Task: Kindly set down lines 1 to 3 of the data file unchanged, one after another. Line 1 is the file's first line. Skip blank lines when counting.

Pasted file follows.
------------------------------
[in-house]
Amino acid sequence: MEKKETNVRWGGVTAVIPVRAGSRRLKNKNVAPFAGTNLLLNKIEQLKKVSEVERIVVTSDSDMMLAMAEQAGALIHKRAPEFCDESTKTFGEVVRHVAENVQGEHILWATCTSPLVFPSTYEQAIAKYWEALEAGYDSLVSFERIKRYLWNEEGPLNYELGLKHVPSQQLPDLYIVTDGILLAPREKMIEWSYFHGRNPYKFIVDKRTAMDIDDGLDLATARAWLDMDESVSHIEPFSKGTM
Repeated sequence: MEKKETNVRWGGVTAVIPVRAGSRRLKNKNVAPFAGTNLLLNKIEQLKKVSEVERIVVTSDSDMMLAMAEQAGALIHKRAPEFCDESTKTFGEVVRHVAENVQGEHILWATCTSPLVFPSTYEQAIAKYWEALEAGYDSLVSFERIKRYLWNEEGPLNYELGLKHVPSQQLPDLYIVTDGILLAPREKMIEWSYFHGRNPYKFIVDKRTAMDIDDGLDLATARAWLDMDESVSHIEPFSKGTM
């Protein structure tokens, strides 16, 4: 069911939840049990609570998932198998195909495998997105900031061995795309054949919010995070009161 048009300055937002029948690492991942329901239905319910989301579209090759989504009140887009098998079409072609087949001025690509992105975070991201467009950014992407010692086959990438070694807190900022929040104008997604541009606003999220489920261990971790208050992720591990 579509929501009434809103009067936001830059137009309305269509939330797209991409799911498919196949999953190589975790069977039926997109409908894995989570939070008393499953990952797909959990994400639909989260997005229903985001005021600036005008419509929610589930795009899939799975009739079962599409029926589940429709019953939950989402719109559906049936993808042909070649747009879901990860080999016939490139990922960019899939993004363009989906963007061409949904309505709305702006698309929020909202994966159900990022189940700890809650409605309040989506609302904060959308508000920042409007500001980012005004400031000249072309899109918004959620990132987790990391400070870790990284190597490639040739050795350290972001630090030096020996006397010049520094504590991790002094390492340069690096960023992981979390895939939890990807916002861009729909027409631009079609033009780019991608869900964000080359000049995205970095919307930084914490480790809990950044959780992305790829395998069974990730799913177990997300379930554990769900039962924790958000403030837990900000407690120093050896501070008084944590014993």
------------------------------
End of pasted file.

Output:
[in-house]
Amino acid sequence: MEKKETNVRWGGVTAVIPVRAGSRRLKNKNVAPFAGTNLLLNKIEQLKKVSEVERIVVTSDSDMMLAMAEQAGALIHKRAPEFCDESTKTFGEVVRHVAENVQGEHILWATCTSPLVFPSTYEQAIAKYWEALEAGYDSLVSFERIKRYLWNEEGPLNYELGLKHVPSQQLPDLYIVTDGILLAPREKMIEWSYFHGRNPYKFIVDKRTAMDIDDGLDLATARAWLDMDESVSHIEPFSKGTM
Repeated sequence: MEKKETNVRWGGVTAVIPVRAGSRRLKNKNVAPFAGTNLLLNKIEQLKKVSEVERIVVTSDSDMMLAMAEQAGALIHKRAPEFCDESTKTFGEVVRHVAENVQGEHILWATCTSPLVFPSTYEQAIAKYWEALEAGYDSLVSFERIKRYLWNEEGPLNYELGLKHVPSQQLPDLYIVTDGILLAPREKMIEWSYFHGRNPYKFIVDKRTAMDIDDGLDLATARAWLDMDESVSHIEPFSKGTM